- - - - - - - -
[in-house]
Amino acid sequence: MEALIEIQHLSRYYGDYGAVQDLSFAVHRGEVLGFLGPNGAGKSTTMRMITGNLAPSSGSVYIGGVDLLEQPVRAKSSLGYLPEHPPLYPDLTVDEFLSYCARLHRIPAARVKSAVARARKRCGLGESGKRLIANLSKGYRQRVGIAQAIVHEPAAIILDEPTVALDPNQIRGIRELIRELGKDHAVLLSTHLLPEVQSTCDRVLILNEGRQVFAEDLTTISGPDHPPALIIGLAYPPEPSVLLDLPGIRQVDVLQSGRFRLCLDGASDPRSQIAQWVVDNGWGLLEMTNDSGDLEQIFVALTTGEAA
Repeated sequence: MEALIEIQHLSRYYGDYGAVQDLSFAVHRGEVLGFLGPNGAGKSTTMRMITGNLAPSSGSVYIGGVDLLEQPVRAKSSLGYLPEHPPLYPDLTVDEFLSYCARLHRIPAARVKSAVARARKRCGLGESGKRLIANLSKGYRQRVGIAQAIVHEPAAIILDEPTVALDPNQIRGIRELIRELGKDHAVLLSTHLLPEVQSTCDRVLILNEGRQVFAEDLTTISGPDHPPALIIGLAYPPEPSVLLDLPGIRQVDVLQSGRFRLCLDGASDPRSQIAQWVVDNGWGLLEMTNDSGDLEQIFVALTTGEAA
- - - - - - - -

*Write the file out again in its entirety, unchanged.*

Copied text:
[in-house]
Amino acid sequence: MEALIEIQHLSRYYGDYGAVQDLSFAVHRGEVLGFLGPNGAGKSTTMRMITGNLAPSSGSVYIGGVDLLEQPVRAKSSLGYLPEHPPLYPDLTVDEFLSYCARLHRIPAARVKSAVARARKRCGLGESGKRLIANLSKGYRQRVGIAQAIVHEPAAIILDEPTVALDPNQIRGIRELIRELGKDHAVLLSTHLLPEVQSTCDRVLILNEGRQVFAEDLTTISGPDHPPALIIGLAYPPEPSVLLDLPGIRQVDVLQSGRFRLCLDGASDPRSQIAQWVVDNGWGLLEMTNDSGDLEQIFVALTTGEAA
Repeated sequence: MEALIEIQHLSRYYGDYGAVQDLSFAVHRGEVLGFLGPNGAGKSTTMRMITGNLAPSSGSVYIGGVDLLEQPVRAKSSLGYLPEHPPLYPDLTVDEFLSYCARLHRIPAARVKSAVARARKRCGLGESGKRLIANLSKGYRQRVGIAQAIVHEPAAIILDEPTVALDPNQIRGIRELIRELGKDHAVLLSTHLLPEVQSTCDRVLILNEGRQVFAEDLTTISGPDHPPALIIGLAYPPEPSVLLDLPGIRQVDVLQSGRFRLCLDGASDPRSQIAQWVVDNGWGLLEMTNDSGDLEQIFVALTTGEAA